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76 APPENDIX C SYMBOL DIGIT TEST On the next page are boxes to be filled in with the matching digit, like you see in the key on the top of the page. Go in order, without skipping any boxes. KEY 1 2 3 4 5 6 7 8 9 4 1 2 9 4 5 2 7 1 6

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77

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78 APPENDIX D CORRELATIONS OF PREDICTOR VARI ABLES NOT CONTROLLING FOR TIME Table D-1. Correlations of within-person, with time, predictors. (N=48, 14 Occasions) 1 2 3 4 5 6 7 8 1. Letter Series 1.00 2. Symbol Digit 0.16** 1.00 3. Sleep Onset Latency 0.01 0.01 1.00 4. Wake After Sleep Onset 0.03 0.02 -0.05 1.00 5. Terminal Wakefulness 0.05 0.03 0.10** 0.05 1.00 6. Sleep Onset Latency -0.02 0.00 0.06 0.01 0.01 1.00 7. Wake After Sleep Onset 0.03 0.05 0.08 0.14** 0.11** -0.10* 1.00 8. Terminal Wakefulness 0.06 0.04 -0.05 -0.05 0. 15** 0.15** -0.12** 1.00 Note: ** Correlation is significant at the 0.01 level (2-tailed). Correlation is significant at the 0.05 level (2-tailed). Variables with a subscript s indicate they were subjectively measured by Sleep Diary. Variables with a subscript o i ndicate they were objectively measured by Actigraphy. Table D-2. Correlations of between-per son, with time, predictors. (N=48) 1 2 3 4 5 6 7 8 1. Letter Series 1.00 2. Symbol Digit 0.23 1.00 3. Sleep Onset Latency -0.14 0.30 1.00 4. Wake After Sleep Onset -0.06 -0.07 0.48** 1.00 5. Terminal Wakefulness -0.15 0.25 0.45* 0.48** 1.00 6. Sleep Onset Latency -0.11 0.21 0.74** 0.11 0.29 1.00 7. Wake After Sleep Onset -0.18 0.13 0.16 0.26 0.18 0.08 1.00 8. Terminal Wakefulness 0.14 0.26 0.41 0.34 0.41 0.45* 0.50** 1.00 Note: ** Correlation is significant at the 0.01 level (2-tailed). Correlation is significant at the 0.05 level (2-tailed). Variables with a subscript s indicate they were subjectively measured by Sleep Diary. Variables with a subscript o i ndicate they were subjectively measured by Actigraphy.

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79 APPENDIX E REASONING MODELS AT EACH STEP OF MLM BUILDING Table E-1. Reasoning ML M Step 2: Adding Time Fixed Effects Predictor Variable B SE df t p Within-person Day 0.380.03148.2912.40 <0.00Between-person ------Interactions ------Random Effects Covariance parameter estimate B SE Z p Within-person -----Within Pseudo R2 0.24 Between Pseudo R2 0.02 Total Pseudo R2 0.82 Notes: Variables with a subscript s indicate th ey were subjectively measured by Sleep Diary. Variables with a subscript o indicate th ey were objectively measured by Actigraphy.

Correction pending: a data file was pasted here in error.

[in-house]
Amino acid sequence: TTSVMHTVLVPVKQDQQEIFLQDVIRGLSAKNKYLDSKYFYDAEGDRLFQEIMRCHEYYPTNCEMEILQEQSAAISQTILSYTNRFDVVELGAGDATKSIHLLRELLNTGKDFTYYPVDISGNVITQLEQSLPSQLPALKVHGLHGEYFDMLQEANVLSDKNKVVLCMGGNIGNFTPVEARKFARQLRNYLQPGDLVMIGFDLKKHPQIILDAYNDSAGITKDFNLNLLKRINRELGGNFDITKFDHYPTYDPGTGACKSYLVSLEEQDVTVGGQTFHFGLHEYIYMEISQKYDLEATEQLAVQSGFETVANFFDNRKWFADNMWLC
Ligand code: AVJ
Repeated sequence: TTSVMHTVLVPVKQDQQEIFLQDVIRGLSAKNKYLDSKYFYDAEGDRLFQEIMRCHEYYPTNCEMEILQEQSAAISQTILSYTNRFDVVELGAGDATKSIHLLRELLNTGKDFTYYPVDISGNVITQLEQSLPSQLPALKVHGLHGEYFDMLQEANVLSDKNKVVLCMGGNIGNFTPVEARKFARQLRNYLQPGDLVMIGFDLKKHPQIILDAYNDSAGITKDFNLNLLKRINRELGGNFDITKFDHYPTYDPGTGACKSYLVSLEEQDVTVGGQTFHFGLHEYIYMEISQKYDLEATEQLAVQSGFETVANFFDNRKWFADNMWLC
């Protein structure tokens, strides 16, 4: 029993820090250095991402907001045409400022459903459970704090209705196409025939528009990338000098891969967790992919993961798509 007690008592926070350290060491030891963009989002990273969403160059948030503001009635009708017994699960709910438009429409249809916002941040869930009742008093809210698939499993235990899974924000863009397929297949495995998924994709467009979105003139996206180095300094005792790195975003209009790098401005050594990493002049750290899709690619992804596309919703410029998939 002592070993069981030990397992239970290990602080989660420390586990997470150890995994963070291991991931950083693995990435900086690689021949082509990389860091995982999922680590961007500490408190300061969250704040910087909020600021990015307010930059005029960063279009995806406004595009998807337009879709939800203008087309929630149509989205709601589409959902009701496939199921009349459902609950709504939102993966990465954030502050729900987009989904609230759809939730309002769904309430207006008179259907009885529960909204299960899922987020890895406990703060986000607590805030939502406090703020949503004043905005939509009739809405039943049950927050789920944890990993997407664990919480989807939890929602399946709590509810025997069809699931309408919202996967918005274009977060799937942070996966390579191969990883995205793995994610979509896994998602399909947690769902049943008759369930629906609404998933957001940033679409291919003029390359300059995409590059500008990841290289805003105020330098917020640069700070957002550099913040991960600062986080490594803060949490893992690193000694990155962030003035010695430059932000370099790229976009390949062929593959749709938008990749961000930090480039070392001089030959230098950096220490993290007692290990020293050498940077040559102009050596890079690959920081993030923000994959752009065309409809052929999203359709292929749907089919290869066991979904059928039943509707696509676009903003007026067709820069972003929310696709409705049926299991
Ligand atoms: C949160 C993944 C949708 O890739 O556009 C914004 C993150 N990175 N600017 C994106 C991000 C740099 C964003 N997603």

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80 Table E-2. Reasoning ML M Step 3: Adding Sleep Fixed Effects Predictor Variable B SE df t p Within-person Day 0.370.03140.2911.42 <0.00Sleep Onset LatencyS 0.000.00494.240.05 0.96Wake After Sleep OnsetS 0.000.00481.360.19 0.85Terminal WakefulnessS 0.010.00498.631.73 0.08Sleep Onset LatencyS O 0.000.00439.32-0.69 0.49Wake After Sleep OnsetO 0.000.01489.10-0.06 0.95Terminal WakefulnessO 0.010.00477.541.12 0.26Between-person Sleep Onset LatencyS -0.010.0345.74-0.29 0.77Wake After Sleep OnsetS 0.010.0245.370.28 0.78Terminal WakefulnessS -0.030.0345.69-0.92 0.36Sleep Onset LatencyS O -0.030.0645.87-0.56 0.58Wake After Sleep OnsetO -0.090.0645.39-1.58 0.12Terminal WakefulnessO 0.130.0845.481.73 0.09Interactions ------Random Effects Covariance parameter estimate B SE Z p Within-person -----Within Pseudo R2 0.23 Between Pseudo R2 0.11 Total Pseudo R2 0.83 Notes: Variables with a subscript s indicate th ey were subjectively measured by Sleep Diary. Variables with a subscript o indicate th ey were objectively measured by Actigraphy.

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81 Table E-3. Reasoning MLM St ep 4: Adding Interactions Fixed Effects Predictor Variable B SE df t p Within-person Day 0.370.03141.8611.57 <0.00Sleep Onset LatencyS 0.010.01497.631.97 0.05Wake After Sleep OnsetS 0.000.00488.990.46 0.64Terminal WakefulnessS 0.000.01484.46-0.53 0.60Sleep Onset LatencyS O 0.000.01474.18-0.45 0.65Wake After Sleep OnsetO 0.010.02452.800.53 0.59Terminal WakefulnessO 0.010.01462.950.89 0.38Between-person Sleep Onset LatencyS -0.010.0345.72-0.29 0.77Wake After Sleep OnsetS 0.010.0245.350.24 0.81Terminal WakefulnessS -0.030.0345.65-0.90 0.37Sleep Onset LatencyS O -0.030.0645.84-0.57 0.57Wake After Sleep OnsetO -0.090.0645.38-1.57 0.12Terminal WakefulnessO 0.130.0845.451.73 0.09Interactions Level 1 Level 2 SOLS 0.000.00496.60-2.40 0.02Level 1 Level 2 WASOS 0.000.00459.20-0.46 0.65Level 1 Level 2 TWAKS 0.000.00497.891.99 0.05Level 1 Level 2 SOL O 0.000.00397.25-0.01 0.99Level 1 Level 2 WASO O 0.000.00453.78-0.69 0.49Level 1 Level 2 TWAK O 0.000.00440.46-0.52 0.61Random Effects Covariance parameter estimate B SE Z p Within-person -----Within Pseudo R2 0.25 Between Pseudo R2 0.11 Total Pseudo R2 0.84 Notes: Variables with a subscript s indicate th ey were subjectively measured by Sleep Diary. Variables with a subscript o indicate th ey were objectively measured by Actigraphy.

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82 APPENDIX F PROCESSING SPEED MODELS AT EACH STEP OF MLM BUILDING Table F-1. Processing Speed MLM Step 2: Adding Time Fixed Effects Predictor Variable B SE df t p Within-person Day 0.480.13160.443.59 <0.00Between-person ------Interactions ------Random Effects Covariance parameter estimate B SE Z p Within-person -----Within Pseudo R2 0.00 Between Pseudo R2 0.07 Total Pseudo R2 0.41 Notes: Variables with a subscript s indicate th ey were subjectively measured by Sleep Diary. Variables with a subscript o indicate th ey were objectively measured by Actigraphy.